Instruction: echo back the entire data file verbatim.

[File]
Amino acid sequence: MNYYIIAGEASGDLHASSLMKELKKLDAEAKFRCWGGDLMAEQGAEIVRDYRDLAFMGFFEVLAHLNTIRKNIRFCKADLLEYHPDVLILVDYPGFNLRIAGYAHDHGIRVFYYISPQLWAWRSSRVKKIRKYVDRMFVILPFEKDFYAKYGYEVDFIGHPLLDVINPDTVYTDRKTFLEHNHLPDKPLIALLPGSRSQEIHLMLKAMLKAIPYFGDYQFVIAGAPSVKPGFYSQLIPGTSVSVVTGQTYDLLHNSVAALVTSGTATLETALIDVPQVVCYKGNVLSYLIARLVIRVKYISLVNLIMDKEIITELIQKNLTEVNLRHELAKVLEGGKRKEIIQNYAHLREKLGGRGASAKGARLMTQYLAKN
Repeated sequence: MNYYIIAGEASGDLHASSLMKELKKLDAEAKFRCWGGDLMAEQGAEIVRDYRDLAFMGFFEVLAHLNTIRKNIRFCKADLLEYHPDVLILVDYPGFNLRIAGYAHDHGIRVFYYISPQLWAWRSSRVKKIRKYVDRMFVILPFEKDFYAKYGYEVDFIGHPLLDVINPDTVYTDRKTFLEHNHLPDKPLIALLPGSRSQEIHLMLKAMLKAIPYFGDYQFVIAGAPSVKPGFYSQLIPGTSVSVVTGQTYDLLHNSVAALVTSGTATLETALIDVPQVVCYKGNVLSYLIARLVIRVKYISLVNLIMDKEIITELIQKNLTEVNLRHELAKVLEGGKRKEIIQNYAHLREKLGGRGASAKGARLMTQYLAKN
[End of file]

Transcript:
Amino acid sequence: MNYYIIAGEASGDLHASSLMKELKKLDAEAKFRCWGGDLMAEQGAEIVRDYRDLAFMGFFEVLAHLNTIRKNIRFCKADLLEYHPDVLILVDYPGFNLRIAGYAHDHGIRVFYYISPQLWAWRSSRVKKIRKYVDRMFVILPFEKDFYAKYGYEVDFIGHPLLDVINPDTVYTDRKTFLEHNHLPDKPLIALLPGSRSQEIHLMLKAMLKAIPYFGDYQFVIAGAPSVKPGFYSQLIPGTSVSVVTGQTYDLLHNSVAALVTSGTATLETALIDVPQVVCYKGNVLSYLIARLVIRVKYISLVNLIMDKEIITELIQKNLTEVNLRHELAKVLEGGKRKEIIQNYAHLREKLGGRGASAKGARLMTQYLAKN
Repeated sequence: MNYYIIAGEASGDLHASSLMKELKKLDAEAKFRCWGGDLMAEQGAEIVRDYRDLAFMGFFEVLAHLNTIRKNIRFCKADLLEYHPDVLILVDYPGFNLRIAGYAHDHGIRVFYYISPQLWAWRSSRVKKIRKYVDRMFVILPFEKDFYAKYGYEVDFIGHPLLDVINPDTVYTDRKTFLEHNHLPDKPLIALLPGSRSQEIHLMLKAMLKAIPYFGDYQFVIAGAPSVKPGFYSQLIPGTSVSVVTGQTYDLLHNSVAALVTSGTATLETALIDVPQVVCYKGNVLSYLIARLVIRVKYISLVNLIMDKEIITELIQKNLTEVNLRHELAKVLEGGKRKEIIQNYAHLREKLGGRGASAKGARLMTQYLAKN